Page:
Part 5 – Manifesto

January 2016

Material kindness

My doctor asked me if mould grows in my house. I said I didn’t think so, at least not any more than would be normal. She told me moulds can worsen my condition. I had another realisation: Kind architecture is responsible. It has a responsibility to not cause harm as much as keeping its inhabitants safe, and the proper selection of safe material can help this.

Studies show that pollutants, toxins and moulds have a detrimental effect on our health. New or old, unsafe materials release pollutants and toxins at all phases of their lifecycle.1 As all things do, materials decay; and research shows that as they decay different kinds of mould take up residence in them.2

While decay cannot be avoided, kind architecture can avoid unsafe materials and seek safe methods to prevent or impede mould growth as materials age and decay. Plastics and composite materials could be avoided (but certain types cannot: like polyethylene damp-proof membranes and reinforced concrete), and many sustainable materials are good choices.3 The palette for kind architecture is, therefore, natural building materials for health and sustainability, including woods, stones, and earth.

Photograph by Nigel Young.
Nigel Young, Maggie’s Centre by Foster + Partners, 2016.
Photograph by Nigel Young.
Nigel Young, Maggie’s Centre by Foster + Partners, 2016.

How these natural and healthy materials come together is the enactment of kind architecture. Maggie’s Cancer Caring Centres (Maggie’s) epitomise this enactment: a series of buildings that aim to improve patients’ and their families’ experience of cancer diagnosis and treatment. Each centre is an ‘informal domestic’ styled building, many using natural materials to construct friendly and inviting spaces for patients to heal; physically, emotionally, spiritually.4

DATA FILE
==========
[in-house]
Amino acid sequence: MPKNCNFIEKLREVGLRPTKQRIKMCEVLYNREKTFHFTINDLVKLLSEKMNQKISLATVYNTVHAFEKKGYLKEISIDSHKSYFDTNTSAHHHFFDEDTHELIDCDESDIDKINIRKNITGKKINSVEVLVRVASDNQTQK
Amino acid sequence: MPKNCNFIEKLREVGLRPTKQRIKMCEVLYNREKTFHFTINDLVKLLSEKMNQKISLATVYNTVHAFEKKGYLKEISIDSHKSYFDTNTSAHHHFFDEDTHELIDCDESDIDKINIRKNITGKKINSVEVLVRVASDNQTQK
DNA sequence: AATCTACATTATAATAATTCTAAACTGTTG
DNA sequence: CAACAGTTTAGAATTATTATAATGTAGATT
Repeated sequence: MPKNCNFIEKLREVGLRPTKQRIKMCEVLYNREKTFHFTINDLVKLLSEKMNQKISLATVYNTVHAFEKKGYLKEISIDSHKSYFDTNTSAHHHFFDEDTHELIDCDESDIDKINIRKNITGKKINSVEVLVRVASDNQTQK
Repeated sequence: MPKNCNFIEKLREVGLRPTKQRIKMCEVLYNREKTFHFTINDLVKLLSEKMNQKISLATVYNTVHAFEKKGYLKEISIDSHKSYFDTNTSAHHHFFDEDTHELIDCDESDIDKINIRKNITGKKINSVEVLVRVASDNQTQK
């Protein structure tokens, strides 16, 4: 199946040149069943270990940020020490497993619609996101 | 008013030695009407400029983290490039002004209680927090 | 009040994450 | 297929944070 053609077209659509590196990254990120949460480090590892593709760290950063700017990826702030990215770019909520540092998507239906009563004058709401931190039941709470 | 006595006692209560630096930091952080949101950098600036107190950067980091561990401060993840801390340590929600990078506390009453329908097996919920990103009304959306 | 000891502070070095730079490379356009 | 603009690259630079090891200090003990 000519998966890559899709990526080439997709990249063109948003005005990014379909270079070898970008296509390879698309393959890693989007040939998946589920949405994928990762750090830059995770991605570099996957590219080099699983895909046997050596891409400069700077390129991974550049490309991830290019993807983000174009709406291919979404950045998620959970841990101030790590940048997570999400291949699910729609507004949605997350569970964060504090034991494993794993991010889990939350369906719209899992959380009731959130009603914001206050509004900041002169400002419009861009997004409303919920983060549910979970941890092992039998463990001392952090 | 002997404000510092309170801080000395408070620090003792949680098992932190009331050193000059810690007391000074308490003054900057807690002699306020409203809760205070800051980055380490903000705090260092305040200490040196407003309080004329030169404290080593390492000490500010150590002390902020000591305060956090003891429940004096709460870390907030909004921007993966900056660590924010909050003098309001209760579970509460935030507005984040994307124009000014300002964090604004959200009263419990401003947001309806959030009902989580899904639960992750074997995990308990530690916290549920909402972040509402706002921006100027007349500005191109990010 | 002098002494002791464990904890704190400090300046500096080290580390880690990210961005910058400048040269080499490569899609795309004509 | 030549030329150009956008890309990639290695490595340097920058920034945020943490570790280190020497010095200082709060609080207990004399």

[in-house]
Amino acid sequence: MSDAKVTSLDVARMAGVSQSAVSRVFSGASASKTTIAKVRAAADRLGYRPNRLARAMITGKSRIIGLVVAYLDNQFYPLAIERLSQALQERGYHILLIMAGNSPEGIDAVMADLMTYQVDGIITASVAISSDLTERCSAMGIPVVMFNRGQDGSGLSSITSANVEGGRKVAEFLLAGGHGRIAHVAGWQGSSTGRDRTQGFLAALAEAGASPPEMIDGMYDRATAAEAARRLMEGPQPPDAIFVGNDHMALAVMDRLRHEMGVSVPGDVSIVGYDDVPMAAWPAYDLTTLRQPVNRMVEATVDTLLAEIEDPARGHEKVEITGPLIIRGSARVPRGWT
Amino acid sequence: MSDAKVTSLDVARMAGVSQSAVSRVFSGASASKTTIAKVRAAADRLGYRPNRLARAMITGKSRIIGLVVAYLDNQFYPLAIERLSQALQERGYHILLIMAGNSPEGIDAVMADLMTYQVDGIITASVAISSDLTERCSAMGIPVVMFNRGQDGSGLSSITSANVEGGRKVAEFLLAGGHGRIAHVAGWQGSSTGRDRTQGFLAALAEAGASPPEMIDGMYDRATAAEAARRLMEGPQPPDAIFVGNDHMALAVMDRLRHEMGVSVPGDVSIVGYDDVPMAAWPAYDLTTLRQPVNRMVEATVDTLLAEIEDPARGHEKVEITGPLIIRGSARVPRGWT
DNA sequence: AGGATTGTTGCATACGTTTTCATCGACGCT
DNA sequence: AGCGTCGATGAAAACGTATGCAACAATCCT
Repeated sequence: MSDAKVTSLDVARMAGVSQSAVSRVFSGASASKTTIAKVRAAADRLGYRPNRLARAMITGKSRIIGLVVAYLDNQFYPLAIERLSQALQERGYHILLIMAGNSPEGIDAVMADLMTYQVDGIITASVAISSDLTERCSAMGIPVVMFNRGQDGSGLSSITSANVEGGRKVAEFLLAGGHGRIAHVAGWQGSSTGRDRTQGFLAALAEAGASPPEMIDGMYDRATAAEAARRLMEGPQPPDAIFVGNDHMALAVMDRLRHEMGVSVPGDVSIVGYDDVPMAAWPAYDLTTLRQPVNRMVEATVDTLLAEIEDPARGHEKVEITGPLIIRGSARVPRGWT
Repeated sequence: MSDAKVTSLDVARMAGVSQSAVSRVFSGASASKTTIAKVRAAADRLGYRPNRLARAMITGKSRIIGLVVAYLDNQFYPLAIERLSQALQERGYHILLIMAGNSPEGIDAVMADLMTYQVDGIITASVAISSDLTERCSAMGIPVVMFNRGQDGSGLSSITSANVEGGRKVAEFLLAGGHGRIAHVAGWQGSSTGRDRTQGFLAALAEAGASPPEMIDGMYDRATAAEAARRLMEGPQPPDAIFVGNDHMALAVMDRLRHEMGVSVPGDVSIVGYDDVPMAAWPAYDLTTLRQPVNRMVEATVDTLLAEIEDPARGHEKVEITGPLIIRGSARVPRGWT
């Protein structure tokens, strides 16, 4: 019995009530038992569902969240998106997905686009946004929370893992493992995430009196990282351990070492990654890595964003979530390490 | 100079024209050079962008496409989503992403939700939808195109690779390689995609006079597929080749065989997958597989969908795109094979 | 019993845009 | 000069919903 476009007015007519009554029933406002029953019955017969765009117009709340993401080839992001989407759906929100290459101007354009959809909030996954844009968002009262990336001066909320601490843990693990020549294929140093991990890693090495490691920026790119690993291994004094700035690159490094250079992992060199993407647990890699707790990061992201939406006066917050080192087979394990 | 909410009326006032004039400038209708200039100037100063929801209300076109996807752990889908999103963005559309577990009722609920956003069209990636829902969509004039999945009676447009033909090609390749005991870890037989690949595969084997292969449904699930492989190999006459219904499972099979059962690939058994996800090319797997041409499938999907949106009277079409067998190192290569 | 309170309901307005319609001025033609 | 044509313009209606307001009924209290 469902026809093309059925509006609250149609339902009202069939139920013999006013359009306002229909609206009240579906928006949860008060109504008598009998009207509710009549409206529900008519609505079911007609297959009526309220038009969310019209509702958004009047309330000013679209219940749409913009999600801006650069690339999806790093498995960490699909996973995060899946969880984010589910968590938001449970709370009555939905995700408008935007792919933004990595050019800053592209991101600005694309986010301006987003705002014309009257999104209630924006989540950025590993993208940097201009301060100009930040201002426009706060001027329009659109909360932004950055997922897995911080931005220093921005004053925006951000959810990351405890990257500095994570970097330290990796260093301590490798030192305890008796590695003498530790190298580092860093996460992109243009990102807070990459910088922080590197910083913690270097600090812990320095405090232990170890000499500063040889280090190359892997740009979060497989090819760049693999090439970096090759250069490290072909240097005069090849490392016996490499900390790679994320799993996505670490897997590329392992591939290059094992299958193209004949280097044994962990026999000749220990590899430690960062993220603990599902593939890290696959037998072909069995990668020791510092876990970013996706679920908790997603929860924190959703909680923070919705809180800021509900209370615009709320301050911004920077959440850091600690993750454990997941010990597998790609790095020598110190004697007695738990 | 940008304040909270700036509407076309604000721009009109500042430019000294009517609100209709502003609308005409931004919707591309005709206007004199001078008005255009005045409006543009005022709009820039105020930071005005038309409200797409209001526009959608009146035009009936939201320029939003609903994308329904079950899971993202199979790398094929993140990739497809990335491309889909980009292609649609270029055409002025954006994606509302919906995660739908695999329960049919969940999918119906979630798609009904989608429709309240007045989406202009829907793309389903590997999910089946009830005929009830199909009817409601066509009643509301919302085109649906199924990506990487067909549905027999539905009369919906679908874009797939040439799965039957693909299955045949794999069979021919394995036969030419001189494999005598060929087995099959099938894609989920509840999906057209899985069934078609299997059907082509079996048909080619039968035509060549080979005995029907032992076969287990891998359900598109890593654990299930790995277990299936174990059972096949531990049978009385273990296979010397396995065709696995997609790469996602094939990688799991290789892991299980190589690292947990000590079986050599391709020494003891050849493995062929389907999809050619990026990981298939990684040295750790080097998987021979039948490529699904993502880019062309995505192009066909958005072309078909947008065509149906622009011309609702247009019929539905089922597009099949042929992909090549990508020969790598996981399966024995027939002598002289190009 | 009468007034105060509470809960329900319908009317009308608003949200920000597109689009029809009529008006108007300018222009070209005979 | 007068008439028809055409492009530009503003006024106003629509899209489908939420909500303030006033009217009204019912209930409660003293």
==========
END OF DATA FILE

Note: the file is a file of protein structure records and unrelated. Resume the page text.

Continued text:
The Manchester Maggie’s Centre uses the palette of kind architecture. Completed in 2016 by Norman Foster and partners, Foster drew on his own experience in battling cancer, creating a welcoming aura using wood for the main structure, and large windows opening onto homely flower and food gardens emphasising his belief in the therapeutic effect of nature.5 His choice of materiality is a significant contributor to how the building’s presence and energy are perceived by the people experiencing it.



  1. Klára Kobetičová and Robert Černý, “Ecotoxicology of Building Materials: A Critical Review of Recent Studies,” Journal of Cleaner Production 165 (2017).
  2. Marie Viel et al., “Resistance to Mold Development Assessment of Bio-Based Building Materials,” Composites Part B: Engineering  (2018).
  3. Brenda Vale, “Building Materials,” in Materials for a Healthy, Ecological and Sustainable Built Environment, ed. Emina Kristina Petrović, Brenda Vale, and Maibritt Pedersen Zari (Woodhead Publishing, 2017).
  4. Maggie’s Keswick Jencks Cancer Caring Trust (Maggie’s), “Maggie’s Architecture and Landscape Brief,” (2015).
  5. Amy Frearson, “Norman Foster’s Timber-Framed Maggie’s Centre Opens in His Home Town of Manchester,” Dezeen (27 April 2016).


Kind Architecture

A retroactive manifesto on recovery and architecture.

Part 1 – May 2015

Part 2 – September 2015

Part 3 – November 2015

Part 4 – December 2015

Part 5 – January 2016

Part 6 – February 2016